Oct. 7, 2014
After Belgium, the ee24.com explores the Netherlands, which managed to carry through the centuries and maintain its fabulous aura: sun-drenched meadows, colorful tulip fields, ancient windmills, picturesque villages... But today the Netherlands is among the leaders of innovation, quality of life, level of education and the ease of running business. Why do people go to this country and how much does it cost?
If we talk about real estate buyers’ motivation, European countries are usually divided into several categories. An overwhelming number of property owners in Bulgaria and Spain want to get a quality vacation at sea, in England – to save and increase capital, in Germany – to move or to rent out, in Latvia – to get a residence permit, and so on.
Real Estate in Holland has its own niche too. Although it is better to talk about real estate in the Netherlands, as Holland is only two provinces in the west of the country. So foreigners (neighbors do not count) buy real estate in the Netherlands, with three main objectives: commercial use (rental of housing, offices, shops), own accommodation (apartment + business = residence permit), education (especially for children).
"The Netherlands is one of five most comfortable countries to live in"
The Netherlands is one of five most comfortable countries to live in (Social Progress Index), and such a unique place cannot fail attracting a large number of foreign immigrants. Four major cities are especially popular: Amsterdam, the capital; futuristic port city of Rotterdam, royal residence of The Hague and cozy medieval Utrecht: it is the best to run business there, to rent housing out, and if you add the suburbs, then it completely outlines that area of interest to foreigners in the Netherlands. By the way, the profit from rental of residential and commercial real estate in this country may be higher than the European average, and it can reach 8-12% per annum.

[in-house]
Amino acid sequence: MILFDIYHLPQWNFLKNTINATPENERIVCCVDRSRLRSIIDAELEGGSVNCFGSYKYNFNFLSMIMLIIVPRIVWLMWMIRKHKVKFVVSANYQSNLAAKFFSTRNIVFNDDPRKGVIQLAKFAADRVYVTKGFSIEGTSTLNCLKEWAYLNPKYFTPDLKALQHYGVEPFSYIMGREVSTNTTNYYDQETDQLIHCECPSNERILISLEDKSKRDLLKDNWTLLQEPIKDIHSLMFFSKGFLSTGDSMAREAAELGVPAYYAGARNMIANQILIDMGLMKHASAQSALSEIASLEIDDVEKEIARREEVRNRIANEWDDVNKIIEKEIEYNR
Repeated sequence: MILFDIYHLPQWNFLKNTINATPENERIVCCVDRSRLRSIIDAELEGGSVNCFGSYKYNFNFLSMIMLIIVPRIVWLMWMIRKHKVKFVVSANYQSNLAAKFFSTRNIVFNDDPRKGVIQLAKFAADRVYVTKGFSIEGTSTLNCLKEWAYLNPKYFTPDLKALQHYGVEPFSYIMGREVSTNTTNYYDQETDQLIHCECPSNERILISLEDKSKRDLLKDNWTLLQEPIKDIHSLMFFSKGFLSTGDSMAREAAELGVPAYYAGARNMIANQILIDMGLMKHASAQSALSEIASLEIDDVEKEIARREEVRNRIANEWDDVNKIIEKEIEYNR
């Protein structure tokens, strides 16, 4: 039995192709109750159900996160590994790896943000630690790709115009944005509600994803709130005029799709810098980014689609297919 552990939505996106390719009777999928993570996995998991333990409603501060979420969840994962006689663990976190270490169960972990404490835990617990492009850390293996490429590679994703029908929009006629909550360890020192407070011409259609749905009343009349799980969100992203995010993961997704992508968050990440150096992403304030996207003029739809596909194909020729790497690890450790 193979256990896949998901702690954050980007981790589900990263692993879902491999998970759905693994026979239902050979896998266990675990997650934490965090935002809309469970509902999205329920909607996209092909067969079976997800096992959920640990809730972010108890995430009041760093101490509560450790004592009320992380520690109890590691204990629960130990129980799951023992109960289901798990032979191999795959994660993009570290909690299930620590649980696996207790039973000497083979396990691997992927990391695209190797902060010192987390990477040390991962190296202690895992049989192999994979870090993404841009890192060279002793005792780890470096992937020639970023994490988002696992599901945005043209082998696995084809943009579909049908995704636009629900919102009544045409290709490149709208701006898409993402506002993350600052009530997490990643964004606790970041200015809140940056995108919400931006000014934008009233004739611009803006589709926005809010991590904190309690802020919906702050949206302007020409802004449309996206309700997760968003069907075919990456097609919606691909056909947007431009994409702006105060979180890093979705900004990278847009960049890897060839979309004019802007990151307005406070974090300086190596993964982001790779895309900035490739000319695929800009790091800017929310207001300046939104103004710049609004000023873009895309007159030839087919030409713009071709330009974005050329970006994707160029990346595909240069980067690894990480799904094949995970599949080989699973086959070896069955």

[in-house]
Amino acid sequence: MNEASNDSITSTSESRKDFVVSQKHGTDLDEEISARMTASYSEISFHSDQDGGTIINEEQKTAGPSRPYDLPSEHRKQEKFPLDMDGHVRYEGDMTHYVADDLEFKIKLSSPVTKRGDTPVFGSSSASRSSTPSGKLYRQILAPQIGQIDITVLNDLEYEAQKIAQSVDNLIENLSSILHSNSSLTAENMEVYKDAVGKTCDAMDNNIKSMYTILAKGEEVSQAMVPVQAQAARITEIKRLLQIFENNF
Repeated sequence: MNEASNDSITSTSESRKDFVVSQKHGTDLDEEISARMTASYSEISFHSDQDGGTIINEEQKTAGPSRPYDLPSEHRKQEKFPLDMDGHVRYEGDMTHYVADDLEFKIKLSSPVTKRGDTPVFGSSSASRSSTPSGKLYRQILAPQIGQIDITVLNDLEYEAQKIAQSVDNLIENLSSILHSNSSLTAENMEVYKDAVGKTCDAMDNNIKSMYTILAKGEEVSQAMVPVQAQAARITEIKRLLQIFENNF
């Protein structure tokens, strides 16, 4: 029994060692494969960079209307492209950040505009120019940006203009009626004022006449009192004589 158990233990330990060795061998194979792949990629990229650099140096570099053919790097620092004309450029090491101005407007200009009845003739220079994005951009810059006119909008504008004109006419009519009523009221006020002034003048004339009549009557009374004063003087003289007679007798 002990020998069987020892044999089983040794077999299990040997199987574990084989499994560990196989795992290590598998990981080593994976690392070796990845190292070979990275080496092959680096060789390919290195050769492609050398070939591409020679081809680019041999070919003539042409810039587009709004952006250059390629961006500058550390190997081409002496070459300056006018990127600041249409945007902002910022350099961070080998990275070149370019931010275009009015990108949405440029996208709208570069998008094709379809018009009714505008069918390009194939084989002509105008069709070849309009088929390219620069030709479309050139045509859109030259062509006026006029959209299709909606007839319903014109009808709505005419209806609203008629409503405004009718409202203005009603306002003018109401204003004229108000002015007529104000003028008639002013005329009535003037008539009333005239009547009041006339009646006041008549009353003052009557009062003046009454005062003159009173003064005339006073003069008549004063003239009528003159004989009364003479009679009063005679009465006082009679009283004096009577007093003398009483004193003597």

Students, or rather their parents have other geographic choice: university cities of Tilburg, Leiden, Groningen and probably even Utrecht, where every 8th resident is a student. We are not talking about education eventually, and it's really one of the key reasons for wealthy foreigners to buy housing in the Netherlands. In the prestigious list of top 100 universities in the world, QS World University Rankings, there are five Dutch universities. International fame and recognition are given to Leiden, Utrecht, Delft University of Technology, University of Groningen and Erasmus University Rotterdam (EUR).
We have some news that will not make buyers happy: real estate in the Netherlands is getting more expensive after five years of post-crisis fall. A bit of history: from 2008 till early 2014 housing in the Netherlands became cheaper duу to the crisis, and also thanks to the measures taken by the government. In particular, the authorities ordered banks to limit the amount of loans, according to customers’ loan-to-income proportion and price of the acquired property.
That's right: while other countries have sought to leverage the market recovery, in the Netherlands, by contrast, people were happy about price decrease: they have practically ceased to be excessive and got closer to real cost of housing, which has saved the market from the bubble. But real estate is still overvalued: Knight Frank analysts place the Netherlands on a par with Norway, Sweden and the UK. It would be good to lose a few more percent, but no: in the middle of 2014 figures went up.
Prices increased in April – 0.1% for the first time in 5 years, and then in May – 1.4%, and then in June – 2.2%, and finally, in July – 1.9% (in year on year, Statistics Netherlands). Speaking of the regions, in the second quarter North Holland had the highest price increase (2.3%), and if we speak of cities, these are Rotterdam (4.1%), Amsterdam (3.5%) and Utrecht (3.1%). However, compared with August 2008, prices in the country remain 19.1% lower.
"Real estate sales in the Netherlands increased by almost 1.5 times"
Real estate in the Netherlands costs €215,000-220,000 in average. You can go to the market if you have €120,000. You’ll have to pay a bit more in the city of fairy tales for adults, where the locals indulge in vices, but strive to live a healthy lifestyle, moving on bicycles, and if they break down, people do not hesitate to throw them right in the city's famous canals. One-room apartments in Amsterdam are for sale from €130,000-150,000. Two-room apartment cost from €150,000-180,000. Three-room apartments cost from €180,000. In the city centre, near the main canals, housing prices reach €5,000-10,000 per sq.m.
Sales in the Netherlands are growing much faster than prices. Land Registry reported a startling increase: in July the number of transactions increased by 43.7% and reached 13,833. In Rabobank Groep, the leading mortgage organization of the Netherlands they explain that this was due to low interest rates and rising consumer confidence. Next year, strengthening of the country's economy will continue, unemployment will decline, and housing prices will grow at a very small rate, so that the positive trend in sales will continue.
Text: Alexander Fetyukov, ee24.com